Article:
I remember when I was on maternity leave with Little Miss, I felt very out of the loop with colleagues and friends. I was taking the standard 26 weeks maternity leave, which in itself is an incredibly short time. I would be back to work in, what now feels like, an instant. But for those five or six months with little contact from colleagues, I felt very isolated from work and it was odd heading in on that first day back. There was a sense of unnerving questions despite being excited to get back into the fold. Was I missed? Have things changed much? Can I still cope with the workload? Now that I’m not going back at all, feeling out of the loop is an understatement. I feel kind of blurred, like a nomad, forced to find my own way and a new center. And being dependent on myself to provide that centre is even more daunting.
This post is a little bit of a meandering thought than anything else, so please bear with me!
Returning to work after a baby is terrifying for a multitude of reasons which you may remember me writing about here. Today’s post isn’t about how to settle back into work or a new routine, I’ve written that already, but besides that, a lot about returning to work is common sense. And even though I’m not leaving my babies to go to work, I’m working from home and that takes on a whole new level. New routines. New ways to jig the thoughts and projects in my head. New ways to give enough of myself to everyone in the house, including me. A new balancing act.
In some ways, I wish I was returning to work and for many it’s a given that they’ll go back as I did after A. In other ways, I wish I was like others who took the opportunity to run off on an extended career break fulfilling their dreams, working abroad in fitness down under with the kiddies. Now wouldn’t that be better than being a freelancer as the snow buckets down? And I know I’m not like others who decide to take extra time to write that book that has been spinning around their heads or are busy learning a new language.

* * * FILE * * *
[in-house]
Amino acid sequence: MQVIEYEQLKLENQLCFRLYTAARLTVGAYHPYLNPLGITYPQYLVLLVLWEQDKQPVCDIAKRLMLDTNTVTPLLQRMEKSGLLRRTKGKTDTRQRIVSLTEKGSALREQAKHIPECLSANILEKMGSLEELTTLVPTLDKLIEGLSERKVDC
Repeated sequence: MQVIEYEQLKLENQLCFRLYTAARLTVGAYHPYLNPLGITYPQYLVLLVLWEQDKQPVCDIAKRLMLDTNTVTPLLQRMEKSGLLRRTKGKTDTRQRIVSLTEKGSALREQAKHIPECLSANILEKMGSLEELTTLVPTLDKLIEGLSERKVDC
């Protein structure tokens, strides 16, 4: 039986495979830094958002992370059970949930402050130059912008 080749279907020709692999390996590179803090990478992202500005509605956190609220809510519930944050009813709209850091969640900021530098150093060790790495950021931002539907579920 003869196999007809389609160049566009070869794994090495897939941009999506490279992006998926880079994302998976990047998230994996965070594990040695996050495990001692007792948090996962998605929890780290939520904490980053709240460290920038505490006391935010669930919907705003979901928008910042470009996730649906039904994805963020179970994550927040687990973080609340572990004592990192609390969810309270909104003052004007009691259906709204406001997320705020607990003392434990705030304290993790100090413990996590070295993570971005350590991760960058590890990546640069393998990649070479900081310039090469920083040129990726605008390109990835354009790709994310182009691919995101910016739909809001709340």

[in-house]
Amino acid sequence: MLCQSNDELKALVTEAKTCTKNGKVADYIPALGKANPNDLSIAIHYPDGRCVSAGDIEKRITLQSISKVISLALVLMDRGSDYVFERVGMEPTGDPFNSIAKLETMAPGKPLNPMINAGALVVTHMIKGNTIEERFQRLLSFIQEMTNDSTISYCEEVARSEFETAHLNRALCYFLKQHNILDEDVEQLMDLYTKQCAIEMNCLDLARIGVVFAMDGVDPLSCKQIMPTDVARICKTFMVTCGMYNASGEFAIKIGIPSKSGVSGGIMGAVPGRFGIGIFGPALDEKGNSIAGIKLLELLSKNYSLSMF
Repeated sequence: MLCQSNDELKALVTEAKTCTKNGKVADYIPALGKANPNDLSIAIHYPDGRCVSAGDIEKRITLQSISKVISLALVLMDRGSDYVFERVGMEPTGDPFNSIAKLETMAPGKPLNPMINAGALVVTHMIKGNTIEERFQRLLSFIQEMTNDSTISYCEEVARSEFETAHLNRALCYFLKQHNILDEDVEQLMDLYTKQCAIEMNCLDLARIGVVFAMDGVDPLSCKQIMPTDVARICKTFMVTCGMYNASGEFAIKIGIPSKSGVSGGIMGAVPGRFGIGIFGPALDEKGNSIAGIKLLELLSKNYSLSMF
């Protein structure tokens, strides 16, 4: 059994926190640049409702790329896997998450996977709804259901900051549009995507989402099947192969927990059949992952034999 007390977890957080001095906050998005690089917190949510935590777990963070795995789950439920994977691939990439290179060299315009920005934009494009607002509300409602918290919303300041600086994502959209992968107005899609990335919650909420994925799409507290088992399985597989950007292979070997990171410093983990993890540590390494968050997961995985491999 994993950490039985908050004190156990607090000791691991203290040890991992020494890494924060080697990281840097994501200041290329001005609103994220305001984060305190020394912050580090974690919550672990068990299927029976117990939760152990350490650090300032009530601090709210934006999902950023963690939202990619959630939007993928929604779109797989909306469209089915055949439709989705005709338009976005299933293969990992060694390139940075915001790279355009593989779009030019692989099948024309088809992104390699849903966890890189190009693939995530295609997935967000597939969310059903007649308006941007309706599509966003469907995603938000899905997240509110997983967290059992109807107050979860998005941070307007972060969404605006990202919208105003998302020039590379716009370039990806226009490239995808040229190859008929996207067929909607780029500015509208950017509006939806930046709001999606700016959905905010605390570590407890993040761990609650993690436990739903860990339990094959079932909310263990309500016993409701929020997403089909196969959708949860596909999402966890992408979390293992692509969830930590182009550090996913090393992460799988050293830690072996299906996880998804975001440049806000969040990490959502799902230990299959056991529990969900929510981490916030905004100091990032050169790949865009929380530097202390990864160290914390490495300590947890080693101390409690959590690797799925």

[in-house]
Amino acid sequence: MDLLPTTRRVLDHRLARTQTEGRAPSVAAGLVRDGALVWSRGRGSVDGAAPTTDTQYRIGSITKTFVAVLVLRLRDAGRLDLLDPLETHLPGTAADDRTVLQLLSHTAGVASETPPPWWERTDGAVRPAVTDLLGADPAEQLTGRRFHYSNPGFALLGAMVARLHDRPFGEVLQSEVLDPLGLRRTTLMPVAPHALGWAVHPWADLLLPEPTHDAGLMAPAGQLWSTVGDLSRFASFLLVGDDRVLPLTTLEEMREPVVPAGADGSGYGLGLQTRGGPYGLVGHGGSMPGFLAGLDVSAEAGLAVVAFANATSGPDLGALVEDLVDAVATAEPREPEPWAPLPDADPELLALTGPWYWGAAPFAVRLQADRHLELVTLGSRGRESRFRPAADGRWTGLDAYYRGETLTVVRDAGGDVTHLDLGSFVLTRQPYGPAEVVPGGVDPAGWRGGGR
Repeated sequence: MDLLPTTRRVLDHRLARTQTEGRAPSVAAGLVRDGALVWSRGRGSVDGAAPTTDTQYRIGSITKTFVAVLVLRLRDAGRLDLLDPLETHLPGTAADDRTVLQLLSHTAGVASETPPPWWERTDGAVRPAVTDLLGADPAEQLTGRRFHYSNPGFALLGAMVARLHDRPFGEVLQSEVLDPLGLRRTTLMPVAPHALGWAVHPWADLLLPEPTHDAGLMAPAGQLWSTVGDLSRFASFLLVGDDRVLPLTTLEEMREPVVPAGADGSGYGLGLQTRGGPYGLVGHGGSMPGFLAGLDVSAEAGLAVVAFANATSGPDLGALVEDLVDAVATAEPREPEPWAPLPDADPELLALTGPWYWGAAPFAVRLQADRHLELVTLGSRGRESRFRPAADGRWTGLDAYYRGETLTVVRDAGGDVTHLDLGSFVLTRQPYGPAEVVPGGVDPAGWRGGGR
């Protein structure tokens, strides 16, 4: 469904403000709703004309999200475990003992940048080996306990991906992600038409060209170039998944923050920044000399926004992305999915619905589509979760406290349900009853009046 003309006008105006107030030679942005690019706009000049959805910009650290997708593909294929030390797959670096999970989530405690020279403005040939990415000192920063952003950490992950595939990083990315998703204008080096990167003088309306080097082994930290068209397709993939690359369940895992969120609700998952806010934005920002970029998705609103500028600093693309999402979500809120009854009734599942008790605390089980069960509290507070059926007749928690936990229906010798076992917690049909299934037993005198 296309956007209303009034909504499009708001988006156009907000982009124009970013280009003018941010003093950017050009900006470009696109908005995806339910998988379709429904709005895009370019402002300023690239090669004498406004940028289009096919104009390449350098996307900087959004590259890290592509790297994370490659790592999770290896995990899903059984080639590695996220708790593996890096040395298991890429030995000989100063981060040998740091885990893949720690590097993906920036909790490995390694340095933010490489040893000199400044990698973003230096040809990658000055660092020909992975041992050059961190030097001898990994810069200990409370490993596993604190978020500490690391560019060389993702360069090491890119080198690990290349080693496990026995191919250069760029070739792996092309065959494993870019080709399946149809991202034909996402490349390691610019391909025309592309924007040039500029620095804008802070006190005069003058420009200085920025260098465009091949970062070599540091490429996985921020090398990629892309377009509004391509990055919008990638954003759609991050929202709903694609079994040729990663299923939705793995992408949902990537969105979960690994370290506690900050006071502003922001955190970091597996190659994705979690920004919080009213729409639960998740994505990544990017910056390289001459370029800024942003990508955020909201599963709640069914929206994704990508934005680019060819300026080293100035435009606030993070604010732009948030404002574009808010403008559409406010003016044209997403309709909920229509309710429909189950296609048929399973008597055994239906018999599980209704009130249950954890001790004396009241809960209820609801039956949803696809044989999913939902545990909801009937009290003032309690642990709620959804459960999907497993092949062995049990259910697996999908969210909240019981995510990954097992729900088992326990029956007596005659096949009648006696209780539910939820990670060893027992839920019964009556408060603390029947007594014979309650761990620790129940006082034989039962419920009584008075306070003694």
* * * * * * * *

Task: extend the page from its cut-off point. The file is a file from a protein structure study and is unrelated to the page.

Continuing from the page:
But maternity leave is not holiday, as you may remember me talking about before. Even if I did watch Bones and Friends on repeat until I could quote the damn things. Last year I swore I would have the first draft of my book written by the time Little Bean was born so that over my maternity leave I could edit the life out of it and pitch it everywhere I could think of. It was a way to keep me focused. To keep the cobwebs away so they say. Well, that clearly didn’t go to plan! Pregnancy, birth, motherhood absolutely zaps me to the point of forgetting that I could have used that time better. I didn’t add a single word to that novel. And it’s far from my mind now.
Then again maternity leave doesn’t have to be productive. You’ve just spent nine months being very productive indeed! I’ve found though, that the isolation that maternity leave brings can leave you incredibly out of the loop with a job you dont want to lose contact with. Whether you stay in touch or not with colleagues, the work moves on and you’re not involved in projects that you wish you could be a part of. Despite modern tech keeping us all closer, it’s easy to lose touch. And that kind of stings a little.
Getting my P45 in the post a few weeks ago has been a massive jolt. Almost like the umbilical cord has been cut all over again. It officially says that I am no longer involved in the organisation I spent a decade with. As quick as that. It’s over.
Any loop that may have looped around me is now loose and I’ve been let free to drift on my own. Loopless. I’ve lost my network. Lost my tribe.
It’s time to find a new one.
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